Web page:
Microservices may not be the answer you need.

Microservices is the hot thing every team is doing. It’s true. Be it a new project, redesign or a simple back end application, we are all building microservices.

The idea that we can build a very big complex application by breaking it into smaller, functional APIs that communicate with each other in order to perform tasks is captivating and makes us want to do it even more.

The world of microservices is fascinating.

It brings the Coding 101 lessons into architecture pattern, i.e. build small, modular and functional components.

Now microservices is not exactly brand new, well at least not in the modern day sense.

Dr. Peter Rogers introduced the term “micro web services” during a cloud computing conference in 2005.And later in 2011,“Microservices”, the term that we know of, was featured in another conference, experimenting with the idea of small, modular and reusable components. Netflix and Amazon were among the early pioneers of microservices.

We have come a long way since then, and every other team is doing microservices but do we need microservices for the projects we are doing or are we overkilling it ?

Many teams are guilty of this, including me. If I look back now, there were couple of projects where we could have just build one monolith app (or may be two) and it still would have worked perfectly and probably would have been easier to maintain.

Microservices are all around us, do you need them ?

Here are some arguments that came up multiple times during our initial discussions and , although were valid then, does not look like it after retrospection.
So, if you are someone who is also having these thoughts, take a read and avoid missteps.

My team can pull it off

Look at your team objectively and have an unbiased opinion. Microservices, although fun, could also lead to potential system wide failures if not implemented correctly. It is not something you can figure out on the go. The design elements need to be carefully thought through and the principles needs to be rigorously maintained. Errors, often small, cause big troubles.
Let’ s be honest, not all teams have developers like that of Netflix.
May be you have, if they move out of the team, can you get good enough replacements ?

Development, deployment, traceability, debugging etc. gets complex as we grow our microservices design. Monoliths are simpler, much simpler. Even if you can design the system perfectly, can you always have an overwatch about the code that is being written or the way it is written? Do you even want to have an overwatch ?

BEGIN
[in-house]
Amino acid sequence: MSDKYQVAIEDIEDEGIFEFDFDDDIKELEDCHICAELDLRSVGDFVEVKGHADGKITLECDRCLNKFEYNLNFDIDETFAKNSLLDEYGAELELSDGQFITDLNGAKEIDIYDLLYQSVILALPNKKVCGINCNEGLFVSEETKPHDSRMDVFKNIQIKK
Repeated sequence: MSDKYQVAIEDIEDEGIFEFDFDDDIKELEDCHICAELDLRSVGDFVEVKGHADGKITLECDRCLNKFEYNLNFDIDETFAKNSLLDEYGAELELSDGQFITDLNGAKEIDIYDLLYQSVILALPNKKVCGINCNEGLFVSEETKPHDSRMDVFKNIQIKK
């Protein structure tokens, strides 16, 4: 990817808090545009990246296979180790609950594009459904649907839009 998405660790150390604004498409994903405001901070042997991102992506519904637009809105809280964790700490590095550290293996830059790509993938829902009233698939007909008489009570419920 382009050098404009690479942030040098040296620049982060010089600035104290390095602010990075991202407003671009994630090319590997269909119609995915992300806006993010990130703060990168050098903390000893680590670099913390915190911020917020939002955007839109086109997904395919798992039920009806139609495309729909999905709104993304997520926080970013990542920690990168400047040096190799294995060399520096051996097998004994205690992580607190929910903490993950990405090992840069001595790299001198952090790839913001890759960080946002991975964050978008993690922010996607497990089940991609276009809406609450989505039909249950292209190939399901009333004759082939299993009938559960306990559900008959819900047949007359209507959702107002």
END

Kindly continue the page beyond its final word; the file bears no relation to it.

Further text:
So, have an unbiased opinion, can your team really pull this off? If the answer is NO, all the right reasons in the world would not matter. May be start with getting the right people in the room if you absolutely have to build microservices.

We avoid making one big unmaintainable application

This is actually very convincing. This is often used as a synonym for microservices.
Let’s ask these questions instead:

  1. Is the current application big enough or complex enough ?
  2. Is the application that’s going to be built, complex or big enough to be split ?
  3. Or what is big for your team ?

Big can be subjective, so the decision must be scrutinised whether it holds true value.
If the answer is “not big enough”, then the decision becomes, “We avoid making one application by making multiple applications”. And it’s a disaster.
Once we went from 4 applications to 26. It isn’t fun, trust me.

And once we walk down this path, there’s no looking back.

We can choose a different tech stacks or switch them if needed

One cannot be more wrong.
Yes, there could be some cases but usually those can be taken care of with correct planning up front.
Let’s take an example:

Two very good tech stacks

The above tech stacks are extremely good, no doubt about it.
But let’s take a case where Team one chooses stack “A” and few days later Team two selects stack “B”, even though they are great you don’t want to be in a situation where some one from Team two leaves and suddenly you are in a middle of a storm because developers in your team do not know the stack by Team one.
mix tech stacks, not at least in the same team.
So, ability to choose multiple tech stacks shouldn’t be a criteria at all to select microservices. That’s NOT what microservices is all about.